autoethnology about googling and its effects on society.
When I was child if you wanted to know how something worked, how to spell it or even what it's meaning is you would pick up a book. Whether it was an encyclopedia or a dictionary a periodical or an essay. This isn't really true any longer. With the emergence of the internet all this changed. Now if you have a question like this you just turn on a computer, a tablet, or a cell phone. You bring up a web browser, I myself tend to use Google but there are multiple to choose from. I've been pretty deep into technology since I was about 12 years old in the early 1990's when we got our first computer. At the time Google didn't exist it was msn or yahoo, but I didn't automatically turn to that I would still seek out a book.
You never really learn all there is to know about technology. It is constantly growing and morphing to meet our societies needs and wants. As a student of technology I of course have chosen something related for my essay. The ritual I have chosen is one that has exploded in popularity as our technology becomes more portable. This ritual is googling to research information. This particular ritual has a little bit of controversy surrounding it, some claim it's effecting the way we think or making us dumber.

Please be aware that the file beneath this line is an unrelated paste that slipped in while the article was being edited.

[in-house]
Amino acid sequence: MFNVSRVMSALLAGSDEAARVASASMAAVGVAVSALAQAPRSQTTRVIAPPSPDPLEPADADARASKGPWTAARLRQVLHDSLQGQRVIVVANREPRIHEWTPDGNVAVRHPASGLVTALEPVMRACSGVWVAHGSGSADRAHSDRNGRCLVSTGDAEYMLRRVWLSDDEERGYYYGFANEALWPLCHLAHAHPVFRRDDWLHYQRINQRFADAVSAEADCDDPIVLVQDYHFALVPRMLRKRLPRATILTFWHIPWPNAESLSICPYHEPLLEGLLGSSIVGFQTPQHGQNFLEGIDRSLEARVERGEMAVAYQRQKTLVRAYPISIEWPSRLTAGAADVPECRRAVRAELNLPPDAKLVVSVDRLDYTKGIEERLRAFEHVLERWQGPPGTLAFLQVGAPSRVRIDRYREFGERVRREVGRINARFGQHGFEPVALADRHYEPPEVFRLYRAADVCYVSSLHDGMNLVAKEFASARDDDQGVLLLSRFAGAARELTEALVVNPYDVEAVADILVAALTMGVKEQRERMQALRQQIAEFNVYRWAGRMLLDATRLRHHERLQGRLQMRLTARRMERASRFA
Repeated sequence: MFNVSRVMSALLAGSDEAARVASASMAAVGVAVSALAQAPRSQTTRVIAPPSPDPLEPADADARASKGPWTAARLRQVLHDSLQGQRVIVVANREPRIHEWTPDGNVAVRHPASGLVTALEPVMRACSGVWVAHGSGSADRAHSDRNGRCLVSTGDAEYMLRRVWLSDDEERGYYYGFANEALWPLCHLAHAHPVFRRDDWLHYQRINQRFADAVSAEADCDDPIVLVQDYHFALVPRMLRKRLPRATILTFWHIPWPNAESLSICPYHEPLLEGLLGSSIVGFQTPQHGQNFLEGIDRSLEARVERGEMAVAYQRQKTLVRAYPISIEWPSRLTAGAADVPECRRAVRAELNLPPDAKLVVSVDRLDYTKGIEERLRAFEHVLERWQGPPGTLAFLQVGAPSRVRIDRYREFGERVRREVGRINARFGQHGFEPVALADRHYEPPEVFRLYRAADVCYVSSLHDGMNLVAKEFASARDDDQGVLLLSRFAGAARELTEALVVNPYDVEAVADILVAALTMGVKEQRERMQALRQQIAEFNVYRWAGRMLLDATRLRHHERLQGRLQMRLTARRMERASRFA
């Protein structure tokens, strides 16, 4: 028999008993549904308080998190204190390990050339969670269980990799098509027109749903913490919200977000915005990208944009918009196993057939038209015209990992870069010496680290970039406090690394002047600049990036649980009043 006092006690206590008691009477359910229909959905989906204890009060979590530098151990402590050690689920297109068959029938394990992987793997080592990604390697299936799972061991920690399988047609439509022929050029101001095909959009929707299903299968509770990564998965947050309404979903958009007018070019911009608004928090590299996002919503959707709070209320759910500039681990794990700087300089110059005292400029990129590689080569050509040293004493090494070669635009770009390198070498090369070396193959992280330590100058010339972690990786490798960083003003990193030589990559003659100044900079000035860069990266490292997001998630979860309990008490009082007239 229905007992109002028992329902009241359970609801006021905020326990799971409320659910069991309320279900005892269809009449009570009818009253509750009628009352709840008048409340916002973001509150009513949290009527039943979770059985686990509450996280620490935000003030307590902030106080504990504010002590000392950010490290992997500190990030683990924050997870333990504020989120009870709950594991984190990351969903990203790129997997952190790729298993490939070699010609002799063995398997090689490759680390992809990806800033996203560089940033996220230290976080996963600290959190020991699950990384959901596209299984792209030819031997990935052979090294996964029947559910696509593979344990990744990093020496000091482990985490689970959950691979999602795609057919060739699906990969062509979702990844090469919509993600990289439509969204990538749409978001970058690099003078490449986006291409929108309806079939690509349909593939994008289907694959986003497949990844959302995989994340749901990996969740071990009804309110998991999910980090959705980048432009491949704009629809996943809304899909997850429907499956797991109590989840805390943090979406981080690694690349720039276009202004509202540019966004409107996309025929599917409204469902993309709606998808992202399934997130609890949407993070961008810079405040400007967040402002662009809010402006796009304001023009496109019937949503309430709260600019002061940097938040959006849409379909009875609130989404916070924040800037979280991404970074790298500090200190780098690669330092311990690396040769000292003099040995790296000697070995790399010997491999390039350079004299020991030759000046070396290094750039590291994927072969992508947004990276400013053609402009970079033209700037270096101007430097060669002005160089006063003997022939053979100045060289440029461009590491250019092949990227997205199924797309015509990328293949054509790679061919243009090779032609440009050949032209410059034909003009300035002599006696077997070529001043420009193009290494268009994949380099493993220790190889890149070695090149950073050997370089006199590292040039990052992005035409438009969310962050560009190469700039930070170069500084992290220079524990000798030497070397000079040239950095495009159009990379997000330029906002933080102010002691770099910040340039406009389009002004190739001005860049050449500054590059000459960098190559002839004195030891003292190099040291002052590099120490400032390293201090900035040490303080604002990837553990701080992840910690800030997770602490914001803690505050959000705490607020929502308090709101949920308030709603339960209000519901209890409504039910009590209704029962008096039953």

Google has made many changes in how search engines work. When you type in a term now the results you get are more fluid and less linear than they used to be. These days the results you get are more accurate than what I remember from when I was young. It used to take hours for me to sift through all the results I would get from a single search.
When I started my very first semester at Iowa Western Community College in 2008, the way I thought about learning changed drastically. My first computer course instructor on the very first day told us he was about to teach us the most important skill for anyone doing computer repair, programming, or network administration. I was a bit skeptical after all that's a pretty broad statement the most important skill. You would think that would be how a computer works. Or how to reassemble the computer once you take it apart. That has to be something complicated or difficult right?
I was absolutely incorrect. The most important skill is how to properly search Google for code, commands, and instructions. Not just how to use the search engine but how to search well. So in this very first class of my college experience we learned how to search the internet for information. Turned out to be a bit more difficult than I thought.